Wednesday, March 30, 2016
However imperfect Labour’s internal democratic procedures are, in the run up to the last General Election it adopted a promising set of National Policy Forum Reports which shaped its Election Manifesto. The problem is that it did not make any effective use of its programme either with its own members nor at the hustings. I summarized its programme (selectively?) in no less than 180 briefly presented points shown for access here.
Whilst many of the points were (a) generalisations and needed to have harder edges and (b) still had gaps despite their size and scope; there is only a very small handful which I feel that any of us should have had serious reservations about. Would it not, therefore, be helpful for the Labour Party to stress that (until specific items are subject to change via Party Conference) these points should stand and shape its parliamentary actions? I don’t see any problems in Jeremy Corbyn adopting such a stance. This can be done whilst still suggesting which areas need to be clarified, what needs to be added and where possible changes can be made (subject to Conference’s agreement).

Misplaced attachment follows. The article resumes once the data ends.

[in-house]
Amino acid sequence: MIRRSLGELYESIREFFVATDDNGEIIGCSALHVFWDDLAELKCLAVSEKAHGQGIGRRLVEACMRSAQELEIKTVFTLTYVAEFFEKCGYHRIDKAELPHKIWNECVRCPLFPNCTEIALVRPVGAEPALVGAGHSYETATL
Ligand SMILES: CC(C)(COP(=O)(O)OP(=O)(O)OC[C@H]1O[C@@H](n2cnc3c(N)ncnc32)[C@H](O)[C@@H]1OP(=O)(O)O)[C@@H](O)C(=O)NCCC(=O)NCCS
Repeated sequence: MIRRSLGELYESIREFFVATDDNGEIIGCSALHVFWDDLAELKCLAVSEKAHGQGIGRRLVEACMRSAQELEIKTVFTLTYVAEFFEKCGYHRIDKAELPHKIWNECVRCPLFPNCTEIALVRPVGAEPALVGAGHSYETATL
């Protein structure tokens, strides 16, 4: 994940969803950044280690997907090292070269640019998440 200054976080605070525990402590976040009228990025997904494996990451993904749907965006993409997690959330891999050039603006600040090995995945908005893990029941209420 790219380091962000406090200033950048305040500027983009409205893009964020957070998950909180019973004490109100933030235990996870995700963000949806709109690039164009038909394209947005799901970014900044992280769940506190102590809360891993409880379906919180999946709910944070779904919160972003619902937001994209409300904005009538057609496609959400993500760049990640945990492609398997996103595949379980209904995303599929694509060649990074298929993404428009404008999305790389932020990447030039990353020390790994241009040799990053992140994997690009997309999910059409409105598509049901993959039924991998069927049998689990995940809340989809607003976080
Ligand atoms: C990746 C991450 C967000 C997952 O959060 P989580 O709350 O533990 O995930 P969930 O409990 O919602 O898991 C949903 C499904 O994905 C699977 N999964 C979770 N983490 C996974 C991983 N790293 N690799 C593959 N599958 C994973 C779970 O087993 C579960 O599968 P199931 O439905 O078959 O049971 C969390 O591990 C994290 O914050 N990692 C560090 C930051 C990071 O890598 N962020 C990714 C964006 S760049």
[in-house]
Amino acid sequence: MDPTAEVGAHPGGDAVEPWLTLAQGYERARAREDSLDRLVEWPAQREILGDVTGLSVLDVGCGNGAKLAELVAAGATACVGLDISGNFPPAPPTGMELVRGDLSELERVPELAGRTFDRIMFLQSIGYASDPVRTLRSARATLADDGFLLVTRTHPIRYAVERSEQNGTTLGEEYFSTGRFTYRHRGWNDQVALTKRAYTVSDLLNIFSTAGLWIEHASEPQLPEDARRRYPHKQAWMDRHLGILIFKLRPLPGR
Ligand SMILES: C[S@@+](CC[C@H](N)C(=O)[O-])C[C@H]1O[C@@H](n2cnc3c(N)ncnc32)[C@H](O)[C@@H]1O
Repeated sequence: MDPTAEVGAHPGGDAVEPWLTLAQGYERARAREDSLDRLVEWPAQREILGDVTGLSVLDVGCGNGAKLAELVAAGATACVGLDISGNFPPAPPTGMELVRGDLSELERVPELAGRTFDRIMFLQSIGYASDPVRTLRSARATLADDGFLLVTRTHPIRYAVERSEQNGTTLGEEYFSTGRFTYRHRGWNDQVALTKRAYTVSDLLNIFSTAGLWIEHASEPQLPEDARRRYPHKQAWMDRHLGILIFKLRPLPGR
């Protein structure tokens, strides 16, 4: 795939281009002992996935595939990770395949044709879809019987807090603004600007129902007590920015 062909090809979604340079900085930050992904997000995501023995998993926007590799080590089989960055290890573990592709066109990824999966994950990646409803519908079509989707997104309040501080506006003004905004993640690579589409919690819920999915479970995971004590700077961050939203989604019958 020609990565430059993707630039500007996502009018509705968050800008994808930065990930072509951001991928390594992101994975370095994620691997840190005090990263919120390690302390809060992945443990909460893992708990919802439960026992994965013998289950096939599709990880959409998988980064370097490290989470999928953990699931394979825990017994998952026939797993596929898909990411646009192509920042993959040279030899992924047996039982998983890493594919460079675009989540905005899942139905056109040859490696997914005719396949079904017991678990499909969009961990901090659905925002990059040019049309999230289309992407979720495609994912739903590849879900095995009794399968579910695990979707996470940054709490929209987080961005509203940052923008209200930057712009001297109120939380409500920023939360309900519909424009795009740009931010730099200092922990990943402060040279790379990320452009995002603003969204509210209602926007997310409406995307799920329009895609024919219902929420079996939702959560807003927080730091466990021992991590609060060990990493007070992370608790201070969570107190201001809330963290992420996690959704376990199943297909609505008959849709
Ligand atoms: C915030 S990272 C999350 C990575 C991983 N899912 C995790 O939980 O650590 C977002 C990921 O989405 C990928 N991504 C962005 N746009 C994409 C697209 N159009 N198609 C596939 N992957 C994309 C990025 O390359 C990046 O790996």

This approach could be adopted in ways that would make it difficult for right-wing critics of Jeremy to create a groundswell of opposition within the Labour Party and it might help to reign in over-the top tactics from the hard left. Yet it could give us a clear opportunity for Labour to start out on a programme which gradually and realistically stood a chance of placing what many of the electorate could come to see as being acceptable and relevant moves onto our agenda.